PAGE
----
Original chart of Florence Nightingale

Each of the sectors corresponds to one month (from April 1854 to March 1856). The blue layer shows mortality from diseases (which could have been avoided by improving conditions in hospitals). The red layer indicates mortality from wounds, and the brown layer indicates mortality from other causes. The area of each sector is proportional to mortality.

Two charts depict the situation before and after a commission from London was sent to improve the hygiene (in March 1855). From these diagrams it is immediately clear that the main cause of deaths was illnesses in the hospitals. After March 1855 (the smaller diagram on the left) the number of deaths decreased significantly.

Two stories about the effects of poor visualizations

One bad PowerPoint slide that costed the life for the crew of the Columbia shuttle

In 2003, 82 seconds after the launch of the Columbia shuttle, a piece of thermal insulation foam fell out of the mount and hit the shuttle's left wing, damaging the thermal protection system. This did not stop the mission from continuing, but the question arose whether the crew would return safely to Earth with such damage.

Boeing Corp. has provided NASA with three reports that proved that a foam blow wasn't dangerous for the ship. But they did not notice that during the tests the impact force was 600 times weaker. The presentation convinced NASA and it was decided that the crew would return to Earth on their ship. The Columbia shuttle collapsed upon entering the Earth's atmosphere before landing.

Let's look at the slide and its mistakes:

  1. The title is misleading. It fails to provide the details and generalizes the conclusion.
  2. There are 4 levels of bullet points. This makes it difficult to see the connection between the points and makes the slide overloaded.
  3. There is too much text. In this case, visualization and charts would do a better job to graphically convey the message.
  4. The vital information about the difference between the test and the real case is not highlighted in any way.
  5. It's better to make two slides. At first, talk about test data. On the second, focus on the significant difference of test conditions and the possibility of great damage.

The catastrophic tables of the engineers of the Challenger shuttle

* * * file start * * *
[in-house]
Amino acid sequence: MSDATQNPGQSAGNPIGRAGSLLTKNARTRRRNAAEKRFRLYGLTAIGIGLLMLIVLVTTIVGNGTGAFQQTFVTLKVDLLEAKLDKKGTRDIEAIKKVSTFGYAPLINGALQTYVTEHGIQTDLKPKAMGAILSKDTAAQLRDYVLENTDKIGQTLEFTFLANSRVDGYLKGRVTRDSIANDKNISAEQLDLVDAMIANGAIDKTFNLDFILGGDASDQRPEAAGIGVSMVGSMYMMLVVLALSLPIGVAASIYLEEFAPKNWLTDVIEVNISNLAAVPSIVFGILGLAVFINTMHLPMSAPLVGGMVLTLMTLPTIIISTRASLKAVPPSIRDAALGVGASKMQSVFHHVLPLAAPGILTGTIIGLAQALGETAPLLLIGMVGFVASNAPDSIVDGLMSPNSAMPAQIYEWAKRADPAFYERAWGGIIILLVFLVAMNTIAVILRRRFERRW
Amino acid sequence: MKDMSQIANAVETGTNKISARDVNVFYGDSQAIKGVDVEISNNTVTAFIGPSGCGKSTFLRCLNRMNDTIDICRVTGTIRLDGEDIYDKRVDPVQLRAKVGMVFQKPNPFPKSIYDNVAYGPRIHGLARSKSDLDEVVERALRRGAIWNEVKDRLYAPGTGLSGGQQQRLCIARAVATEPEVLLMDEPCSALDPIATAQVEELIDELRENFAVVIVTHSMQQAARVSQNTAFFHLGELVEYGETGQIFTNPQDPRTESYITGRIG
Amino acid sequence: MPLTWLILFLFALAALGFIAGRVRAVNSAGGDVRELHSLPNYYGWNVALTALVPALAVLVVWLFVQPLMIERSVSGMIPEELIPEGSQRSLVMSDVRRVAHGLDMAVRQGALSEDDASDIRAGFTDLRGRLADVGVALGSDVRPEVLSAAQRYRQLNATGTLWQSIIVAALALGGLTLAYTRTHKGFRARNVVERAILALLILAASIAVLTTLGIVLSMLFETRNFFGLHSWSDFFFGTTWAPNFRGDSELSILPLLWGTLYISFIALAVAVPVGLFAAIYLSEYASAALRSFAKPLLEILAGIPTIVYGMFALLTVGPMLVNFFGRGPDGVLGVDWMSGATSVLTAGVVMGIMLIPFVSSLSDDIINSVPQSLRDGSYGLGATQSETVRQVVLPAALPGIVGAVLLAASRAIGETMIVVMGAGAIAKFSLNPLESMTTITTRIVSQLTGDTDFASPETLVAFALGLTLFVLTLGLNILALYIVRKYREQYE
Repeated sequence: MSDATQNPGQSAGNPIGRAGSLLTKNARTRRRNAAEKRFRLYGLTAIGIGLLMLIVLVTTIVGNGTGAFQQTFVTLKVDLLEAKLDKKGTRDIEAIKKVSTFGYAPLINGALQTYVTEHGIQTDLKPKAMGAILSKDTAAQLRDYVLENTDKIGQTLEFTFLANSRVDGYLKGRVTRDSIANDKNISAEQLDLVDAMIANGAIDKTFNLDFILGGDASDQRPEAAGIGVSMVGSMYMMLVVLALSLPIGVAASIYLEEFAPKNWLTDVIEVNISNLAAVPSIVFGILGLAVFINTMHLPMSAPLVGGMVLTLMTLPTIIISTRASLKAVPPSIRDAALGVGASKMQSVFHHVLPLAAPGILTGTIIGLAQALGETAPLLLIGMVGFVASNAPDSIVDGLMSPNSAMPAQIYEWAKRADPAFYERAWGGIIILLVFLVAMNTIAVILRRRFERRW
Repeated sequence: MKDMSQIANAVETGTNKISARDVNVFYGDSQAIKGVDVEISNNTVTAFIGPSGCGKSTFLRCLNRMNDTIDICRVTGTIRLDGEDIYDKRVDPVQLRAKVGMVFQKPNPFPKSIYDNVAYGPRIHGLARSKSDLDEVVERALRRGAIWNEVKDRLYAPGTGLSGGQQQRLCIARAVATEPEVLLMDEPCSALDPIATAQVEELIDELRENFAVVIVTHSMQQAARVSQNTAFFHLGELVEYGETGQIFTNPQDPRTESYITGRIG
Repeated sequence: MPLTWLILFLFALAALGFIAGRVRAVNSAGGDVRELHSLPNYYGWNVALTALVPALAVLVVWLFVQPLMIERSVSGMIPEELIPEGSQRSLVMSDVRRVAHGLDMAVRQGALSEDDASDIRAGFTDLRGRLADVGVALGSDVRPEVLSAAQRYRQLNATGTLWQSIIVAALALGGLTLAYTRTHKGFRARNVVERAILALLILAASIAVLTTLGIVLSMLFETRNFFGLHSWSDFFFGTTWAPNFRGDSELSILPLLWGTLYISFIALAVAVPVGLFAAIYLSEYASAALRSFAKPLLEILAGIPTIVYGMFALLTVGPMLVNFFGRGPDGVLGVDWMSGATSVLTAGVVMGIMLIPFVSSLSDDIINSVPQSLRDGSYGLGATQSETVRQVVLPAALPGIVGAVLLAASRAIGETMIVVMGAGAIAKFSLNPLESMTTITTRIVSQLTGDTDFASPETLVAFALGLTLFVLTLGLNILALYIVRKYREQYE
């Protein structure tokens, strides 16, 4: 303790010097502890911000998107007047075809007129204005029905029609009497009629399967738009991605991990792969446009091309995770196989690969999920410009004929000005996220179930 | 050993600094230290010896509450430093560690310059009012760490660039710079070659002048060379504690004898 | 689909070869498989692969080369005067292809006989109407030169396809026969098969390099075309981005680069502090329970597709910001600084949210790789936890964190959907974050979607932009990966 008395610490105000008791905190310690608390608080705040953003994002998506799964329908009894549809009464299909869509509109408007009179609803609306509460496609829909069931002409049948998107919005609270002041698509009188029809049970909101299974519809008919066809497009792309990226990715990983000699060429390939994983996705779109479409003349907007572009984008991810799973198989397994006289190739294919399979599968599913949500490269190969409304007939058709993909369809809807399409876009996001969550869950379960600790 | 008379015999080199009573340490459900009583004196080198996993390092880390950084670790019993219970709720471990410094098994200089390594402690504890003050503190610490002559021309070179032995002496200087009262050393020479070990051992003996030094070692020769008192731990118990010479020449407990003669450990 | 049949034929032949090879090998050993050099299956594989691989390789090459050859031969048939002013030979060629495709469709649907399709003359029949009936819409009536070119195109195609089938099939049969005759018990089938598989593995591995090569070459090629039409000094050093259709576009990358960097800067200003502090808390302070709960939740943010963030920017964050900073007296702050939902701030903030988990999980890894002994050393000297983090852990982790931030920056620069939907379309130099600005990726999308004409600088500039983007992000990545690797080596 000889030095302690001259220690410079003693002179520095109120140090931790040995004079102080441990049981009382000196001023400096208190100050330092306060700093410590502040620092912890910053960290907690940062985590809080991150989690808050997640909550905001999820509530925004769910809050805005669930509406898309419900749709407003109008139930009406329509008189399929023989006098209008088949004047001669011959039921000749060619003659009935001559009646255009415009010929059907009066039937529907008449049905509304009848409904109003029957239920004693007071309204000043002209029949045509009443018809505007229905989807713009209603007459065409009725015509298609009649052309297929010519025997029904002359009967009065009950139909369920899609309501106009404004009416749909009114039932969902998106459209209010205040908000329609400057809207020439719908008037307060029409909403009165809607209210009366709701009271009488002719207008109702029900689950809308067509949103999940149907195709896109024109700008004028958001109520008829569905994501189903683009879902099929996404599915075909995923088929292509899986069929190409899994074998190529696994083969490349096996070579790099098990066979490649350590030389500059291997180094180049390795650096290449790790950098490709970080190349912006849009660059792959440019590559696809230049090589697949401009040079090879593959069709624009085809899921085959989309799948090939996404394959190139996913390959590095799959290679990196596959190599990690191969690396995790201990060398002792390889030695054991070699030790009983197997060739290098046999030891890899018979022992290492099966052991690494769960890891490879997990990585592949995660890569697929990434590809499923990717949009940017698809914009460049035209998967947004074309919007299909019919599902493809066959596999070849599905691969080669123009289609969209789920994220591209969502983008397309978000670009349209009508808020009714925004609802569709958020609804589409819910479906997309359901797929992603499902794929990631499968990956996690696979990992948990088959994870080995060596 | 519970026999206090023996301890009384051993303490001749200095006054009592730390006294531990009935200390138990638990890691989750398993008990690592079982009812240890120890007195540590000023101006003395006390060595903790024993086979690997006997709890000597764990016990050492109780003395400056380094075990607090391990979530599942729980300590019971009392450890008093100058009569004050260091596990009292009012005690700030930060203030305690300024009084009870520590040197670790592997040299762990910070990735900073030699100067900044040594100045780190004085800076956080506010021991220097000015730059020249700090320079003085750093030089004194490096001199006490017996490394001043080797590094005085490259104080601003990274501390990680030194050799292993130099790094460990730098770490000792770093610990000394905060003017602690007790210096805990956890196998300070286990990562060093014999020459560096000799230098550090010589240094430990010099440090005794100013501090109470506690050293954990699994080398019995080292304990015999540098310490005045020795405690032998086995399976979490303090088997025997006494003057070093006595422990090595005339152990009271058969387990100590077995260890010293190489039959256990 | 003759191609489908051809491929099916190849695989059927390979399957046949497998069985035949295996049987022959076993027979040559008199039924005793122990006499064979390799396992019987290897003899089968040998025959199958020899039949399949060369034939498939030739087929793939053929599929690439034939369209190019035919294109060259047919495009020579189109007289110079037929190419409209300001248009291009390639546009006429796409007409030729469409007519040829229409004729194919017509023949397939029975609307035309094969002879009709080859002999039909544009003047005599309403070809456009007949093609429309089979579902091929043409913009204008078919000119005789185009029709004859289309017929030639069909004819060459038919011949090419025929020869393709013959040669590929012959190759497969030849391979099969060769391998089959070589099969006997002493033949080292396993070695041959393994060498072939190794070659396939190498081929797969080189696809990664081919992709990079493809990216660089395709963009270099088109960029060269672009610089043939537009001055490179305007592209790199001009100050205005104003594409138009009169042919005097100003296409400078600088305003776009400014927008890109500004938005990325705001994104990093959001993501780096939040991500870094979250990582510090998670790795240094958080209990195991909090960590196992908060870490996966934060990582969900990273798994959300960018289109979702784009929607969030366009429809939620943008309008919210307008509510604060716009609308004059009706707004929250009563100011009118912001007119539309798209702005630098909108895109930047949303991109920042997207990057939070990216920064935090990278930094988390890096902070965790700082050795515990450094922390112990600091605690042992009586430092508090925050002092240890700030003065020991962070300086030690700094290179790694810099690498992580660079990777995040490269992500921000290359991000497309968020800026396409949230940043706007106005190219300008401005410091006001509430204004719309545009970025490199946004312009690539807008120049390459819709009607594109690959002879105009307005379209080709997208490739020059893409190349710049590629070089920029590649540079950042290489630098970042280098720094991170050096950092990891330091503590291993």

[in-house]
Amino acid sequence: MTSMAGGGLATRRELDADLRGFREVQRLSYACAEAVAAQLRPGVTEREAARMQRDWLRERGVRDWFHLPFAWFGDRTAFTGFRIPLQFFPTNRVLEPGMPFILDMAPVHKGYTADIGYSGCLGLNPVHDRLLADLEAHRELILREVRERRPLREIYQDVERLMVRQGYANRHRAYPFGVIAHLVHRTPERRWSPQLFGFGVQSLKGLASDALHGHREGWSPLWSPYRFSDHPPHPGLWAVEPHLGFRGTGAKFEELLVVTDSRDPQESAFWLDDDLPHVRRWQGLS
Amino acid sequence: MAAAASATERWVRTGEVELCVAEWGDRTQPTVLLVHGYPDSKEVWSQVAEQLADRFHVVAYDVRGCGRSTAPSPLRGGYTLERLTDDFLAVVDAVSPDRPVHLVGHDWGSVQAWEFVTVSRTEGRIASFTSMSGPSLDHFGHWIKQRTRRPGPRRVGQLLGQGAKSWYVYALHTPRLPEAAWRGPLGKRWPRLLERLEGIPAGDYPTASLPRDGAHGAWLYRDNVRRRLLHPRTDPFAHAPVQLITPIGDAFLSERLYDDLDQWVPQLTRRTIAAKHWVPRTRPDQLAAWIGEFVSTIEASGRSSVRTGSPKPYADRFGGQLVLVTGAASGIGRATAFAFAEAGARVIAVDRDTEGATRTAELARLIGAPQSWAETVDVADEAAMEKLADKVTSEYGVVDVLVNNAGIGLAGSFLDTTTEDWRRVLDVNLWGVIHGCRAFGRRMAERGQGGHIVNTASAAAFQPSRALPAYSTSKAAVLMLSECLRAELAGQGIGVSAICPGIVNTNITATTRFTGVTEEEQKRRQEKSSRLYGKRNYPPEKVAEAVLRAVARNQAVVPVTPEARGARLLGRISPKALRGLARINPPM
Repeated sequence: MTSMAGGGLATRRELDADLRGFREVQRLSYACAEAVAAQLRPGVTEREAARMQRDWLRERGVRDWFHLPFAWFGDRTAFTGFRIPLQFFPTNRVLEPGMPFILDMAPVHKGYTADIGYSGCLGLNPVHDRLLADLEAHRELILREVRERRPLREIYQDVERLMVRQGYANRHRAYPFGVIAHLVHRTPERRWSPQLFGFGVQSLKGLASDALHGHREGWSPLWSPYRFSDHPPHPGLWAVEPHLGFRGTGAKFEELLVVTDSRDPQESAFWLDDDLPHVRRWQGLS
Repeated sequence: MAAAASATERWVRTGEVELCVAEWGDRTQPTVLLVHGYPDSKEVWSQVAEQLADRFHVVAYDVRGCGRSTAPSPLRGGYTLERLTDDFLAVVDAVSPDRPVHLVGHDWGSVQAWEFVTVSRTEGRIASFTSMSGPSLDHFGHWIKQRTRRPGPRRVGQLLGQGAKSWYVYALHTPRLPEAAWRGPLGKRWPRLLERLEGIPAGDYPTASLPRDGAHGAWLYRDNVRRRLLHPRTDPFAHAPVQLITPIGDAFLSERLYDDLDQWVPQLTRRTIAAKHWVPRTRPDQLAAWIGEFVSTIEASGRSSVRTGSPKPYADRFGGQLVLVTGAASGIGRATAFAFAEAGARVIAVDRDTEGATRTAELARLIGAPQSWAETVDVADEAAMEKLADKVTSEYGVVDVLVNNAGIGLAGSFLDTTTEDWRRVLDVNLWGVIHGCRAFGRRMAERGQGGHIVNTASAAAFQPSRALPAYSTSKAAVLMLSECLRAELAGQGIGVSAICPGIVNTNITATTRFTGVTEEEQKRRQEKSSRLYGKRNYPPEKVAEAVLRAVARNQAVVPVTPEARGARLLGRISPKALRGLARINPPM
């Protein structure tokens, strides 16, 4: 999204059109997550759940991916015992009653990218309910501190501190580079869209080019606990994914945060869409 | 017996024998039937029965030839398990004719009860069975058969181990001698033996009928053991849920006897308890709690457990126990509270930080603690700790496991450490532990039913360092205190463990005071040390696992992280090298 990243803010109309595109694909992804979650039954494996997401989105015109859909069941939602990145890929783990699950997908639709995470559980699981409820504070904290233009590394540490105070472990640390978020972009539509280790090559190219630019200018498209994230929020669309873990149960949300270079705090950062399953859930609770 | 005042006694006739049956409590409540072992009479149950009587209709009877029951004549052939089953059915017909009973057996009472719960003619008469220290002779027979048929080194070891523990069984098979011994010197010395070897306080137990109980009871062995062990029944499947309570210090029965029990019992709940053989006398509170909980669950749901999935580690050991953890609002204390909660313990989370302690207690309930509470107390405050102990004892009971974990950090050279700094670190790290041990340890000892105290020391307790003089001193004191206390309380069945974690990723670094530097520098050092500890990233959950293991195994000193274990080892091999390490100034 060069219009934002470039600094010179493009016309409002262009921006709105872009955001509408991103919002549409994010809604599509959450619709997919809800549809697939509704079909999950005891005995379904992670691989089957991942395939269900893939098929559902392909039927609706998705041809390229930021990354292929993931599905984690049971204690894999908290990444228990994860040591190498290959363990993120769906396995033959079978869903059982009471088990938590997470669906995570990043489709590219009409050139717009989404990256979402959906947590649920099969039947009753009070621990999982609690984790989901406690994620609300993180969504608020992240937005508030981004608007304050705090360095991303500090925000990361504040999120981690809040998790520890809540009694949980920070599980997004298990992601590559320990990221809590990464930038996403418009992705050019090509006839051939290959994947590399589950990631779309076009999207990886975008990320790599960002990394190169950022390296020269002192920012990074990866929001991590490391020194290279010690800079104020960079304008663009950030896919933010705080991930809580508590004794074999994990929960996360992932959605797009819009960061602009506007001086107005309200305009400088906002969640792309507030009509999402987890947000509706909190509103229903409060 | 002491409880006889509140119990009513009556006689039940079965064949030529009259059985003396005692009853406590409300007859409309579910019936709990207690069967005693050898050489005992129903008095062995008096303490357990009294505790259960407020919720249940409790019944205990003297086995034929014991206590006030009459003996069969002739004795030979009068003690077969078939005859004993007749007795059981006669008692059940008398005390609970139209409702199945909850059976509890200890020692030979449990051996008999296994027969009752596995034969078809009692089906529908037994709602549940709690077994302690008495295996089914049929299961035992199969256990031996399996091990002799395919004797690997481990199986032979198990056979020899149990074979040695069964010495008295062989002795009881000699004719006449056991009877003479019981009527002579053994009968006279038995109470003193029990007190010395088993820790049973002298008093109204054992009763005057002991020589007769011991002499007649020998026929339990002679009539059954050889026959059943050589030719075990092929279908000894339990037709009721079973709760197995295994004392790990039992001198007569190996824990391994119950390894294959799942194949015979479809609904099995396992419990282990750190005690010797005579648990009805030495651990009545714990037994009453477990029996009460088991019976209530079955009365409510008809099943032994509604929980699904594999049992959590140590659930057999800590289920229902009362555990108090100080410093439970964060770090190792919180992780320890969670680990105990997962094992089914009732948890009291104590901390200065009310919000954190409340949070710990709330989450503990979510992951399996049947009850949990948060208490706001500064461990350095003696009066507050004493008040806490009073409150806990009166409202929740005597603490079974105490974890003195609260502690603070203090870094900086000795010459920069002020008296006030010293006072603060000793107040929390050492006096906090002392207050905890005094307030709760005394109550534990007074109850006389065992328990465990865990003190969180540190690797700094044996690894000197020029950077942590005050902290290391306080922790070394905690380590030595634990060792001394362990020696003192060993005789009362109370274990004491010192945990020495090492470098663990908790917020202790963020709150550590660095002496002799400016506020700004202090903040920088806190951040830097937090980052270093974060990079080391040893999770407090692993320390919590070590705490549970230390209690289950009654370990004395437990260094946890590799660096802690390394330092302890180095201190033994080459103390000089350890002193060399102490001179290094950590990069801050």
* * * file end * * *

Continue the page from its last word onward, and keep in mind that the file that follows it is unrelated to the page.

In 1986, at the 73 second of its flight, the Challenger space shuttle exploded. The launch was broadcast live and the whole country watched the explosion. The catastrophe led to the death of all crew members. The official cause of the disaster was the explosion of the fuel tank due to a malfunction of the sealing ring.

On the launch day, a very low air temperature was expected. Engineers speculated that this could be dangerous. The evidence was presented in 13 tables and faxed to NASA.

Tables from the engineers' report

The report had several visualization errors:

  • no signature on the title page;
  • data wasn't sorted by the key parameter;
  • part of the data was added with handwriting;
  • poor typography;
  • narrow data sampling.

Let's look at the most important mistake - sorting data by the wrong parameter. The launch data had two main parameters: temperature and launch date. The engineers wanted to show that temperature affects the deformation of the ring. To prove this, it was necessary to show the success of the launch depending on the temperature. This would demonstrate that three failed starts were at temperatures below 64 degrees.

In a NASA report, engineers sorted data by launch date. This did not show a causal relationship - the dependence of failed starts on temperature. The tables of the designers were not convincing, the arguments against the launch failed and the Challenger exploded.

If you want to convince your stakeholders it is not enough to simply show the raw data. It is important to demonstrate the findings in a logical and transparent way. Data visualization will help you with achieving your goal. As they say, a picture is worth a thousand words.